It will be interesting to see how the garden city vision evolves. While we are talking about having a City in Nature now, Singapore is still land-scarce and it’s a difficult balancing act between the “City” and the “Nature” parts of that vision – just look at the recent public debates arising from planned or implemented greenery clearance! I’m curious about what the next bound of our garden city vision will be…
INT: This is the first image where there are human beings in sight, and it almost feels strange to see them inhabiting your photographs here. And looking at your feed, I notice that the majority of your photographs don’t have people in them, and the structures always look clean, unoccupied. Is this a conscious decision on your part? Do you think the presence of human beings in your “architecture photographs” changes the way they feel?
F: Sometimes it’s intentional, and sometimes it’s opportunistic. While the presence of people can add greatly to the stories I’m looking to tell, they often don’t appear when and exactly where I most need them, but equally they might take me by surprise with their serendipitous appearance.
I have visited this underpass at Keppel Viaduct perhaps twenty times, as I am drawn to its surreal sense of scale and its cathedral-like form. Each visit has yielded very different photos, because it was inhabited by very different people each time – from construction workers to fishermen and passersby who enjoy resting within the shade of its underbelly. There‘s a revolving door of furnishings, with people bringing in and out sofas, tables, chairs, and even at one time adding a clock on the column, which felt very homely.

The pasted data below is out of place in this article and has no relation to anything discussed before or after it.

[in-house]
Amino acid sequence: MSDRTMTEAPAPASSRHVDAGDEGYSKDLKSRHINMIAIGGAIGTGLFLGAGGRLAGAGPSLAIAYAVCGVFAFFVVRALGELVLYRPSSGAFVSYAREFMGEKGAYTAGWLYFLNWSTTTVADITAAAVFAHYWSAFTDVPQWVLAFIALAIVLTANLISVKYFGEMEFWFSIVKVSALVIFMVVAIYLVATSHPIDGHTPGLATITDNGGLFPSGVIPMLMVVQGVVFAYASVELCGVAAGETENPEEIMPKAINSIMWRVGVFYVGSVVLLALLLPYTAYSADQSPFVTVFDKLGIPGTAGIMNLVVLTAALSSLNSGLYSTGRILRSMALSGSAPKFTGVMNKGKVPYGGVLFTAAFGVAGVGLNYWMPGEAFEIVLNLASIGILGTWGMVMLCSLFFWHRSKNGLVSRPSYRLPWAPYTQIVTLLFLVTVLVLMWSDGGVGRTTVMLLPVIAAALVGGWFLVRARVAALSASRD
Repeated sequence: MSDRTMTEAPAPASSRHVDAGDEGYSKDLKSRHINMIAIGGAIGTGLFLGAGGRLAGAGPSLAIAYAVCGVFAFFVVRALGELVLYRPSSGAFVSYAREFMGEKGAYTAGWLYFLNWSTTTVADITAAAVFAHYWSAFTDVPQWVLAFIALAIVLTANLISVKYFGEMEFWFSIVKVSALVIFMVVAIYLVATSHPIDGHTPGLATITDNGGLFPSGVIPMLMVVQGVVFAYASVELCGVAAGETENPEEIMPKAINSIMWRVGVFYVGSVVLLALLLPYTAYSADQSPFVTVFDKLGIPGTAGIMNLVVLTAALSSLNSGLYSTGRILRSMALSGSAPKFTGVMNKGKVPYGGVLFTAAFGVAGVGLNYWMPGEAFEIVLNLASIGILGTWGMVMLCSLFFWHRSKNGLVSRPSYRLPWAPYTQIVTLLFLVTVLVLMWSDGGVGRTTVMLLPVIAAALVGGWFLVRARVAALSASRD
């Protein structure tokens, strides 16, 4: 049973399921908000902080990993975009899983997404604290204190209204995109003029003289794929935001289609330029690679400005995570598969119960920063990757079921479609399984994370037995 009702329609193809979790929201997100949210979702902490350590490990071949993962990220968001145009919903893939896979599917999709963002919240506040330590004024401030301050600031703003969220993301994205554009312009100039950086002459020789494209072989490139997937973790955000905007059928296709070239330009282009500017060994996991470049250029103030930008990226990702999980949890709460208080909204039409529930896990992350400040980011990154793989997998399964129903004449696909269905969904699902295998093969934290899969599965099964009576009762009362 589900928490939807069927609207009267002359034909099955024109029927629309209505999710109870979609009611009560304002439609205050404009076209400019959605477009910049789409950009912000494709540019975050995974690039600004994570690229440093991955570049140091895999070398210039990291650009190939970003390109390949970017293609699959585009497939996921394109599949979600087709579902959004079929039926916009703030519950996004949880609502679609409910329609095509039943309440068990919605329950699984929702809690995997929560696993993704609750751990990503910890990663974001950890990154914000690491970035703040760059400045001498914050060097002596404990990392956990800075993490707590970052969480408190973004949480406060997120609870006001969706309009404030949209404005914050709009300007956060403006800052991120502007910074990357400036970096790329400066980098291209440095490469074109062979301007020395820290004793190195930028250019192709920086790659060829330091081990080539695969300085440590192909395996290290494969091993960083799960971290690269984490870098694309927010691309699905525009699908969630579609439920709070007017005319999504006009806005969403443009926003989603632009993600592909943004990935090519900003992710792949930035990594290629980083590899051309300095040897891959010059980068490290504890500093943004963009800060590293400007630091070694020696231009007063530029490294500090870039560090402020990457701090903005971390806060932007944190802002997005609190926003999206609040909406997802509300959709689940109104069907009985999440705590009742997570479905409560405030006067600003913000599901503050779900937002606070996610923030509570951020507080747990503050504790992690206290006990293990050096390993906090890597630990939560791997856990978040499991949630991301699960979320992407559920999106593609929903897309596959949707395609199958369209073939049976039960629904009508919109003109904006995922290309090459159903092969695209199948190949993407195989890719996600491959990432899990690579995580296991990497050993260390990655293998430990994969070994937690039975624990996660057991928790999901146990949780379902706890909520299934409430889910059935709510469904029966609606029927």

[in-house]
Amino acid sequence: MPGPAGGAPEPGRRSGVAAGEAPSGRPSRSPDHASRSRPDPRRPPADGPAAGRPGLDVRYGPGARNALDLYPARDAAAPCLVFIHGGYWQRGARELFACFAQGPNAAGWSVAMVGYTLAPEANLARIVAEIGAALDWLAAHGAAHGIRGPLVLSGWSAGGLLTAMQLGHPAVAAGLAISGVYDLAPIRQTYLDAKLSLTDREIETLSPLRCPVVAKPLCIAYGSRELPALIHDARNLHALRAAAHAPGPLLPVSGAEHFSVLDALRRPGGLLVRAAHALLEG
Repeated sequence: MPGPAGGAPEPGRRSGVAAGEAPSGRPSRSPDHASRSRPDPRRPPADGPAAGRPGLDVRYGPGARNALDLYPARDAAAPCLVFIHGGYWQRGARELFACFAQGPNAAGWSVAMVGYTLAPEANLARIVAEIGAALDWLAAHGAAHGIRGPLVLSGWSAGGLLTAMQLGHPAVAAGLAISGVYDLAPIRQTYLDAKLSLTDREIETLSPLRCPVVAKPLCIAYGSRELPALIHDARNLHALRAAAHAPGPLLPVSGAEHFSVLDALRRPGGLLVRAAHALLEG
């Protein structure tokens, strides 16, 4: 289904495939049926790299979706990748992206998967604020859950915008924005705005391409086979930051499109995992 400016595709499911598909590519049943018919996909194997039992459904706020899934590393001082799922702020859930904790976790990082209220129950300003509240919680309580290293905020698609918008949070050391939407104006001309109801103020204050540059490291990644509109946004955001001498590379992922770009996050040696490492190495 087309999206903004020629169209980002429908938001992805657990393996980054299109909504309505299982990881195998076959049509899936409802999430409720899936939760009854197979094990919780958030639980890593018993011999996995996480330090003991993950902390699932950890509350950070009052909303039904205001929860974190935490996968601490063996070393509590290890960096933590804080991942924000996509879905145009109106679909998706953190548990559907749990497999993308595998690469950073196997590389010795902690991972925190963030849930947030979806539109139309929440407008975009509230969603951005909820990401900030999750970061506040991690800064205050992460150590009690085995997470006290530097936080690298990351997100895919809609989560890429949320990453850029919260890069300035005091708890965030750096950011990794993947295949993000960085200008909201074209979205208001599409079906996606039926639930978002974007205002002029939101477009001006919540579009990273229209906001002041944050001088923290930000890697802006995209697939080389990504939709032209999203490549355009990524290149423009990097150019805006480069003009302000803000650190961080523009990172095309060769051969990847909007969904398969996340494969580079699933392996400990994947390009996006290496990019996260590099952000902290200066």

I particularly like the arrangement of people in this photograph and the way the man on the left, hand on chin, appears to be contemplating this immense space before him.
INT: It’s that demolition shroud again. Why did you choose to close the series with these photos, which almost seem to veer away from your distinctive style?
F: Thematically, this loops back to the idea of renewal and change being inevitable. The past year has been difficult for Singapore due to the Covid-19 pandemic, and I feel this picture tells the story of this sombre period. The Merlion appears to be gasping for air as it is similarly encased within its demolition shroud, next to an equally sad bare and wilted tree. But this was an instance where the presence of people in the built environment helps to tell the story; the lady and child walking together, holding hands, felt like a moment of stoic optimism together amidst a time of uncertainty.